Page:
In my teen writing class at the Mount Horeb Public Library last week, we segued into discussing Catcher in the Rye, and one of my students made the following observation (which I’m paraphrasing):
Some of my friends have said that, since the characters in the book were rich, Holden’s problems weren’t that significant. But in so many other books I’ve read, the problems seem to come out of the poverty and economic situations of the characters, or at least be so connected to it that it all gets blurry. When the characters are rich, you know that that’s not the source of the problem, that it’s something from within the characters themselves, and it makes it their problems much more vivid and clear.
I’ll admit, this idea had never occurred to me. I really doesn’t enjoy reading about the “first world problems” of people with no economic worries, which is one reason why many books, not just Catcher in the Rye, irk me (for example, don’t get me started on Eat, Pray, Love). But my student forced me to re-evaluate my position with this simple observation.
This was reinforced when I discussed this with a friend who’s also the editor of the local paper. He said that’s exactly the reason he likes Batman so much. Again paraphrasing:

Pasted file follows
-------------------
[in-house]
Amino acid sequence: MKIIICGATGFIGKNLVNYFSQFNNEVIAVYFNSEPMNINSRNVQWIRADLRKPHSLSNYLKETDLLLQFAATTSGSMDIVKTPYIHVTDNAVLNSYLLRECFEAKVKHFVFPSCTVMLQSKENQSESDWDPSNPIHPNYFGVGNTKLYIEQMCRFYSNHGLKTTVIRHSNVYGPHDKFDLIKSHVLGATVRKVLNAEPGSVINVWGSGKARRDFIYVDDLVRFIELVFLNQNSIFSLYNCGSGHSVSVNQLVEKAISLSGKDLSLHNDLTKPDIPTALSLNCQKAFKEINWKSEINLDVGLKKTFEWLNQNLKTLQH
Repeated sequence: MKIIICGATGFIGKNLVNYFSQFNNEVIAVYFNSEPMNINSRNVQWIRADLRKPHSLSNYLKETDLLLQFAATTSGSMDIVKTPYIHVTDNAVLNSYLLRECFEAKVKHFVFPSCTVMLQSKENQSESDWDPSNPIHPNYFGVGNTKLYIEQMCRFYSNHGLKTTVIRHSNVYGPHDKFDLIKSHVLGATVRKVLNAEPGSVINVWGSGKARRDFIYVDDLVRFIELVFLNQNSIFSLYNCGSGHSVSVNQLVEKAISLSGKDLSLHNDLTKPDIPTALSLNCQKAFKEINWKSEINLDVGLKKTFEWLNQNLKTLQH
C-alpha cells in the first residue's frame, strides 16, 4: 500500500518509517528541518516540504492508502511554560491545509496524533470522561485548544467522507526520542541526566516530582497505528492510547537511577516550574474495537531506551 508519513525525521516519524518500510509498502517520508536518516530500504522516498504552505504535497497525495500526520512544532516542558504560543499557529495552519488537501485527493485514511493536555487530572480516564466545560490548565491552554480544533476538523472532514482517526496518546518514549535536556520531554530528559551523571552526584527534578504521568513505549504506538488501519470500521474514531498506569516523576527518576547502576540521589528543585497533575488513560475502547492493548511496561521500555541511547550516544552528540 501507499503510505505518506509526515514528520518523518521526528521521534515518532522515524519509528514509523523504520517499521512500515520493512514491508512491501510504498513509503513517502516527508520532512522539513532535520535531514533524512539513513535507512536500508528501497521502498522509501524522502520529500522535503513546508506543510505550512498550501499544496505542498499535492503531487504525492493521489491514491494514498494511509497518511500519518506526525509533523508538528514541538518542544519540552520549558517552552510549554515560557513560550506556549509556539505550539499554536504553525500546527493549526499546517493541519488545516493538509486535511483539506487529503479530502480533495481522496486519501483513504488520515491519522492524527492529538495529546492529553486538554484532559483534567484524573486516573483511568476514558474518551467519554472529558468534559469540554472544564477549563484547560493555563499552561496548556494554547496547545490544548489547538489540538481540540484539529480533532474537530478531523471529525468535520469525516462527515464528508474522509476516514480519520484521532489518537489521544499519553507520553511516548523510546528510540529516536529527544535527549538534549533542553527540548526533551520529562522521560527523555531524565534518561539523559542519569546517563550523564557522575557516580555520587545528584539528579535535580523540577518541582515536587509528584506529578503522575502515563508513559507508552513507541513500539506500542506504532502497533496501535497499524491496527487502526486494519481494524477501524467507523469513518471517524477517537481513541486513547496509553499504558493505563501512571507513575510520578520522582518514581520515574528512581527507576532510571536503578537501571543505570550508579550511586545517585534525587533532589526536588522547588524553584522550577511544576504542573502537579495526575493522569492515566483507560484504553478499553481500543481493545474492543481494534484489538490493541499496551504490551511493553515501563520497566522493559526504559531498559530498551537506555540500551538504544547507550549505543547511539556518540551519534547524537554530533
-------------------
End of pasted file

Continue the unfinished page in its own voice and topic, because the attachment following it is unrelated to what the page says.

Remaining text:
People complain that Bruce Wayne is just a rich do-gooder, but that’s part of the point. He’s trying to correct the one thing that all his wealth and power can never fix: the death of his parents.
In my teen class, I try to share mainly the practical aspects of being a writer, stuff I’ve had to learn the hard way since I had no mentor to guide me when I was their age. I never tell the students what to write, or how to write about it. As I say at the beginning of each six-week session, I can’t make them great writers, but I can make them better writers.
But as this indicates, it’s not one-way learning. These students are not burdened with thirty-plus years of experience; they see with fresh eyes, and uncluttered perspectives, and to negate that as being foolish simply because they’re chronologically young would mark me as a fool.
So after this epiphany, what did we do?